P464 Effects of ozanimod on histologic remission and mucosal healing over 3 years of continuous treatment in patients with ulcerative colitis
Panaccione, R.(1)*;Danese, S.(2);Wolf, D.C.(3);Canavan, J.B.(4);Jain, A.(4);Wu, H.(4);Petersen, A.(4);Afzali, A.(5);Abreu, M.T.(6);
(1)Inflammatory Bowel Disease Clinic, Medicine, Calgary, Canada;(2)IRCCS Ospedale San Raffaele and University Vita-Salute San Raffaele, Gastroenterology and Endoscopy, Milan, Italy;(3)Atlanta Gastroenterology Associates LLC, Medicine, Atlanta, United States;(4)Bristol Myers Squibb, Clinical Research, Princeton, United States;(5)University of Cincinnati- Cincinnati, Division of Digestive Diseases, Cincinnati, United States;(6)The University of Miami Miller School of Medicine, Medicine, Miami, United States;
Ozanimod is approved in the European Union, United States, and other countries for the treatment of moderately to severely active ulcerative colitis in adults (UC). The phase 3, randomised True North (TN) study demonstrated the efficacy and safety of ozanimod for up to 52 weeks in patients with moderately to severely active UC. The ongoing TN open-label extension (OLE) aims to assess the long-term efficacy and safety of ozanimod. This interim analysis of the TN OLE evaluated the efficacy of ozanimod on histologic remission (HR) and mucosal healing (MH) in patients who received approximately 3 years of continuous ozanimod treatment.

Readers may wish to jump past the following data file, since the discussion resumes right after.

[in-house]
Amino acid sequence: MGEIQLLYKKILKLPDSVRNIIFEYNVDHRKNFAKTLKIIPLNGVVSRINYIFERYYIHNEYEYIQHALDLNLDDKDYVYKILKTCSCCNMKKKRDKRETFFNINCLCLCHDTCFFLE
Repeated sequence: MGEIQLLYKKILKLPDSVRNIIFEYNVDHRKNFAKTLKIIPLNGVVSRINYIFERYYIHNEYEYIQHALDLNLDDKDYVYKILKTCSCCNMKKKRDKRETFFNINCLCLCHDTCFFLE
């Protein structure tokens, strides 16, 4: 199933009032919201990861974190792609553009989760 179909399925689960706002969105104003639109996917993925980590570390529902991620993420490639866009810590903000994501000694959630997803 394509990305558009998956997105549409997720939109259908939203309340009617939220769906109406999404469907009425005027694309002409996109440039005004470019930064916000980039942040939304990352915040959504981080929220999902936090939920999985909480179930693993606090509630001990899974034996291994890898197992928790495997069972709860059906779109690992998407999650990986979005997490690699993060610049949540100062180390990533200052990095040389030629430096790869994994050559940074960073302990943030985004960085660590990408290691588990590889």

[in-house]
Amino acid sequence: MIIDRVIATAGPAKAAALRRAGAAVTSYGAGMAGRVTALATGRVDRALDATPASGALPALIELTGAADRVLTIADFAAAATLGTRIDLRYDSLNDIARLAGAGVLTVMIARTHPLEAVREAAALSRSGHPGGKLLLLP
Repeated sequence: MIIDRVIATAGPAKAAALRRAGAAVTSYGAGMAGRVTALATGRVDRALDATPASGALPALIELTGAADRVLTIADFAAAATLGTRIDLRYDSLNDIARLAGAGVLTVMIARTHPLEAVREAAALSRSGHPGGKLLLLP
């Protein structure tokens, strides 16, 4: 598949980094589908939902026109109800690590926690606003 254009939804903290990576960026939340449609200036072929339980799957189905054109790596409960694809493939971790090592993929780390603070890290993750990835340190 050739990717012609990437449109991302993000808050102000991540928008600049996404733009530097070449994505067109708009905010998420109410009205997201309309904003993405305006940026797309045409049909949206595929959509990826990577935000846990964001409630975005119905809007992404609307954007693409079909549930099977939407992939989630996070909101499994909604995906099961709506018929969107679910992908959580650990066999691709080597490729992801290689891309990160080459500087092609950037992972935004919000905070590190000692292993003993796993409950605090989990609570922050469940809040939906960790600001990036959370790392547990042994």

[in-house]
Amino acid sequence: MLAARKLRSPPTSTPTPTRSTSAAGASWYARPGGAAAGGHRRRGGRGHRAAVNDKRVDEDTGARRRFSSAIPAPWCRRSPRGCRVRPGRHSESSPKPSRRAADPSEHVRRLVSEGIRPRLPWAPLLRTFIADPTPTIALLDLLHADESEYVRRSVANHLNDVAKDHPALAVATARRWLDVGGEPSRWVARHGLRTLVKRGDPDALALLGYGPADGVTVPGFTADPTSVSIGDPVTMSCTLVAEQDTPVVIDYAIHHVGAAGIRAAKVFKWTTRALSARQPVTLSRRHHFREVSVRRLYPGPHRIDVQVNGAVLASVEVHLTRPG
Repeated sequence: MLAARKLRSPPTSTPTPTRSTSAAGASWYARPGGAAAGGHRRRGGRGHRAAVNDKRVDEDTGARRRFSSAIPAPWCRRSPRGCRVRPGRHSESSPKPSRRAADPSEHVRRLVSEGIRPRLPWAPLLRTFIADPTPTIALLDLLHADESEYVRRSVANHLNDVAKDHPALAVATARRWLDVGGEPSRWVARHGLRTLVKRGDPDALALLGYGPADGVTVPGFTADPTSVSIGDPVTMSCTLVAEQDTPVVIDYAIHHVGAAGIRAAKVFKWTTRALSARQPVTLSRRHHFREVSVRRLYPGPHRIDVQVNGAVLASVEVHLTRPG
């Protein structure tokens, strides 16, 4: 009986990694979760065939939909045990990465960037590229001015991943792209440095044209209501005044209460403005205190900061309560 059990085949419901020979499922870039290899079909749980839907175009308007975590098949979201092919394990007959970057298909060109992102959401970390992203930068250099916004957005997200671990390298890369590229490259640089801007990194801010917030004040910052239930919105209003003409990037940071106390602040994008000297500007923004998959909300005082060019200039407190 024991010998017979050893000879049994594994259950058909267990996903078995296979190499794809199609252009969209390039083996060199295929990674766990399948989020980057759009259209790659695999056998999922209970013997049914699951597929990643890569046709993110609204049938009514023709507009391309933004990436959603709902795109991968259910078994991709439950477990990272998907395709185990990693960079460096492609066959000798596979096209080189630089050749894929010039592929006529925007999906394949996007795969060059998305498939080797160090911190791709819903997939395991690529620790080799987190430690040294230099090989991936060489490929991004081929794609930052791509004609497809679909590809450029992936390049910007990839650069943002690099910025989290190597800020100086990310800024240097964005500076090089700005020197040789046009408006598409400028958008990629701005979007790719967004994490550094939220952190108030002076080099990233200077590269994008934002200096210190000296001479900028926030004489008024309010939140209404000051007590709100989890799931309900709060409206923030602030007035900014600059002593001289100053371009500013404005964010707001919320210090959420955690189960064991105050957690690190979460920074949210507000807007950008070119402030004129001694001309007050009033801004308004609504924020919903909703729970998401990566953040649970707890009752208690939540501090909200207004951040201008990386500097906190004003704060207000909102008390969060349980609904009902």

In TN, patients were randomised to once-daily ozanimod 0.92 mg (equivalent to ozanimod HCl 1 mg) or placebo (Cohort 1) or to open-label ozanimod (Cohort 2) for a 10-week induction period. Ozanimod clinical responders were rerandomised at Week 10 to ozanimod or placebo for a 42-week maintenance period (MP). Patients with clinical response to ozanimod at Week 52 in TN were eligible to continue receiving ozanimod in the ongoing OLE. This interim analysis of the OLE (data cutoff: 10 January 2022, the point at which patient disposition was available for patients until OLE Week 94) included all patients on continuous ozanimod in the TN MP who achieved clinical response at Week 52 and enrolled in the OLE (n=131). Endoscopic and histologic endpoints were evaluated at OLE Weeks 46 and 94 (98 and 146 weeks of continuous ozanimod treatment, respectively) and reported using observed case analysis. Mean Mayo endoscopy scores were evaluated from TN baseline to OLE Week 94.
Of the 131 total patients included in this analysis, 87% completed OLE Week 46 (98 weeks of continuous ozanimod) and 72% completed OLE Week 94 (146 weeks of continuous ozanimod). Patients had a mean age of 44 years and 52% were female. Most patients (68%) had left-sided UC, 69% had prior use of corticosteroids, 99% had prior use of 5-aminosalicylic acid, and 32% had prior use of tumor necrosis factor inhibitors. Most TN Week 52 clinical responders achieved endoscopic improvement (EI), HR, and MH at OLE Weeks 46 and 94 (Figure 1). Ozanimod treatment was associated with a reduction in mean Mayo endoscopy score to 1.0 at TN Week 52; this was sustained through OLE Week 94 (Figure 2).
In this interim analysis of the TN OLE, a large proportion of clinical responders after 1 year of ozanimod who remained on ozanimod for up to 2 years thereafter, achieved EI, HR, and MH after 2 and 3 years of continuous treatment. Long-term ozanimod use may be associated with sustained endoscopic and histologic benefits in patients with UC.